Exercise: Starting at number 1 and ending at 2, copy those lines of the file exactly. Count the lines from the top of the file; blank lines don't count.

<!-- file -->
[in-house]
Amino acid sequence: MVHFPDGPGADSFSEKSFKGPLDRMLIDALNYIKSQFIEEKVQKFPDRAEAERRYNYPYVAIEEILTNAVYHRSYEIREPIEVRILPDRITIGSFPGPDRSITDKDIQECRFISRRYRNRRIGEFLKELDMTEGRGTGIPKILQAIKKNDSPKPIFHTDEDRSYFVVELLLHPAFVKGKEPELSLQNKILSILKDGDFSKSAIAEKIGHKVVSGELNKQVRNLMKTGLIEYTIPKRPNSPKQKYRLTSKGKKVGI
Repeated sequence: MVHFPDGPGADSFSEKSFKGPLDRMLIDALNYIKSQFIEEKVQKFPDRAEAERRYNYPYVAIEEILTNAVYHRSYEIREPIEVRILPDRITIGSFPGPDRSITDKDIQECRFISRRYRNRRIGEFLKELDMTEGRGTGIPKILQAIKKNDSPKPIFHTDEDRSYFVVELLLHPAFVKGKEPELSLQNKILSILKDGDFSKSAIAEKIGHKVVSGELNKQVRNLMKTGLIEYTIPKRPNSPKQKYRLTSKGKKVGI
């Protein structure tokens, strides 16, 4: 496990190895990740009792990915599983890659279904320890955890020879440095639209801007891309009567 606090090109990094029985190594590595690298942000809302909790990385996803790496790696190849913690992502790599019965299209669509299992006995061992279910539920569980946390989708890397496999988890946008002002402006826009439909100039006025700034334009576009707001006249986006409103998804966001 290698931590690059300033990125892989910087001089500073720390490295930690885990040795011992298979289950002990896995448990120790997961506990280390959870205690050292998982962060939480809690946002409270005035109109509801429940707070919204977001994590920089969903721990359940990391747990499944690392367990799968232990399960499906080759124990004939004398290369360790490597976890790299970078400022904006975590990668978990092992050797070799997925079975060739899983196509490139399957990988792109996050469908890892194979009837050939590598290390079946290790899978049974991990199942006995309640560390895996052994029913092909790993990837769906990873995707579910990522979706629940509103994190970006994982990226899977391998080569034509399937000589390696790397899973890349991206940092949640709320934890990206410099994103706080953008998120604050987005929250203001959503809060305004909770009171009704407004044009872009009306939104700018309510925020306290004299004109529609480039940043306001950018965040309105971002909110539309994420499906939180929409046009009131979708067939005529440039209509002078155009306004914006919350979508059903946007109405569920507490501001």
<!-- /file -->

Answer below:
[in-house]
Amino acid sequence: MVHFPDGPGADSFSEKSFKGPLDRMLIDALNYIKSQFIEEKVQKFPDRAEAERRYNYPYVAIEEILTNAVYHRSYEIREPIEVRILPDRITIGSFPGPDRSITDKDIQECRFISRRYRNRRIGEFLKELDMTEGRGTGIPKILQAIKKNDSPKPIFHTDEDRSYFVVELLLHPAFVKGKEPELSLQNKILSILKDGDFSKSAIAEKIGHKVVSGELNKQVRNLMKTGLIEYTIPKRPNSPKQKYRLTSKGKKVGI